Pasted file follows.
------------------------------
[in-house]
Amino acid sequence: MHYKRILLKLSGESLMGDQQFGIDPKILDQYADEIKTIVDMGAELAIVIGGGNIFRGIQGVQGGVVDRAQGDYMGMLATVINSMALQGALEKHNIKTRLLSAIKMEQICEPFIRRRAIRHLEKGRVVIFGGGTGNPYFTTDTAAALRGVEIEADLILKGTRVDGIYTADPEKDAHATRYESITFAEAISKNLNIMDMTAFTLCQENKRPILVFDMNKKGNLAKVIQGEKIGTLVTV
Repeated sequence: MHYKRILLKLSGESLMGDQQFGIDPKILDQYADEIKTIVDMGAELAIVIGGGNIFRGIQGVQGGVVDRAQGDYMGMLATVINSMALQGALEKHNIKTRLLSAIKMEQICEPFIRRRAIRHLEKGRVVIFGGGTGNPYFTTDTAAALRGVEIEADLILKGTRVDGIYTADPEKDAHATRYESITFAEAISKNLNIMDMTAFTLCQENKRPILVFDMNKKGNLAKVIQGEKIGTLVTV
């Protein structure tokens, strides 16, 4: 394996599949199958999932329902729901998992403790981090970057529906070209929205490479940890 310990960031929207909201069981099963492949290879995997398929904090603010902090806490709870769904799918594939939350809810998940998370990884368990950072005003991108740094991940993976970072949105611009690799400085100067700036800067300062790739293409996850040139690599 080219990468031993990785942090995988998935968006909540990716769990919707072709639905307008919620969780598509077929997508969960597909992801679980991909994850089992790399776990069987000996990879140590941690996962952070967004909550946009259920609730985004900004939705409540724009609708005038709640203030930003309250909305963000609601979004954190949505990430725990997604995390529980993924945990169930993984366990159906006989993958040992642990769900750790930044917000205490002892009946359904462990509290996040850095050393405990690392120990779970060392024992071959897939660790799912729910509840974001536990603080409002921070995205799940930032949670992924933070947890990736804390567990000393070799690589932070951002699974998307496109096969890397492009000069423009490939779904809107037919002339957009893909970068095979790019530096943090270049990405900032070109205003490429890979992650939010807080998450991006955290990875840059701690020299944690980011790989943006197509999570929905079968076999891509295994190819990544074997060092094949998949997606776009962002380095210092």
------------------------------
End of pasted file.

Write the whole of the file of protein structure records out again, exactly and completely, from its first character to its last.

[in-house]
Amino acid sequence: MHYKRILLKLSGESLMGDQQFGIDPKILDQYADEIKTIVDMGAELAIVIGGGNIFRGIQGVQGGVVDRAQGDYMGMLATVINSMALQGALEKHNIKTRLLSAIKMEQICEPFIRRRAIRHLEKGRVVIFGGGTGNPYFTTDTAAALRGVEIEADLILKGTRVDGIYTADPEKDAHATRYESITFAEAISKNLNIMDMTAFTLCQENKRPILVFDMNKKGNLAKVIQGEKIGTLVTV
Repeated sequence: MHYKRILLKLSGESLMGDQQFGIDPKILDQYADEIKTIVDMGAELAIVIGGGNIFRGIQGVQGGVVDRAQGDYMGMLATVINSMALQGALEKHNIKTRLLSAIKMEQICEPFIRRRAIRHLEKGRVVIFGGGTGNPYFTTDTAAALRGVEIEADLILKGTRVDGIYTADPEKDAHATRYESITFAEAISKNLNIMDMTAFTLCQENKRPILVFDMNKKGNLAKVIQGEKIGTLVTV
């Protein structure tokens, strides 16, 4: 394996599949199958999932329902729901998992403790981090970057529906070209929205490479940890 310990960031929207909201069981099963492949290879995997398929904090603010902090806490709870769904799918594939939350809810998940998370990884368990950072005003991108740094991940993976970072949105611009690799400085100067700036800067300062790739293409996850040139690599 080219990468031993990785942090995988998935968006909540990716769990919707072709639905307008919620969780598509077929997508969960597909992801679980991909994850089992790399776990069987000996990879140590941690996962952070967004909550946009259920609730985004900004939705409540724009609708005038709640203030930003309250909305963000609601979004954190949505990430725990997604995390529980993924945990169930993984366990159906006989993958040992642990769900750790930044917000205490002892009946359904462990509290996040850095050393405990690392120990779970060392024992071959897939660790799912729910509840974001536990603080409002921070995205799940930032949670992924933070947890990736804390567990000393070799690589932070951002699974998307496109096969890397492009000069423009490939779904809107037919002339957009893909970068095979790019530096943090270049990405900032070109205003490429890979992650939010807080998450991006955290990875840059701690020299944690980011790989943006197509999570929905079968076999891509295994190819990544074997060092094949998949997606776009962002380095210092």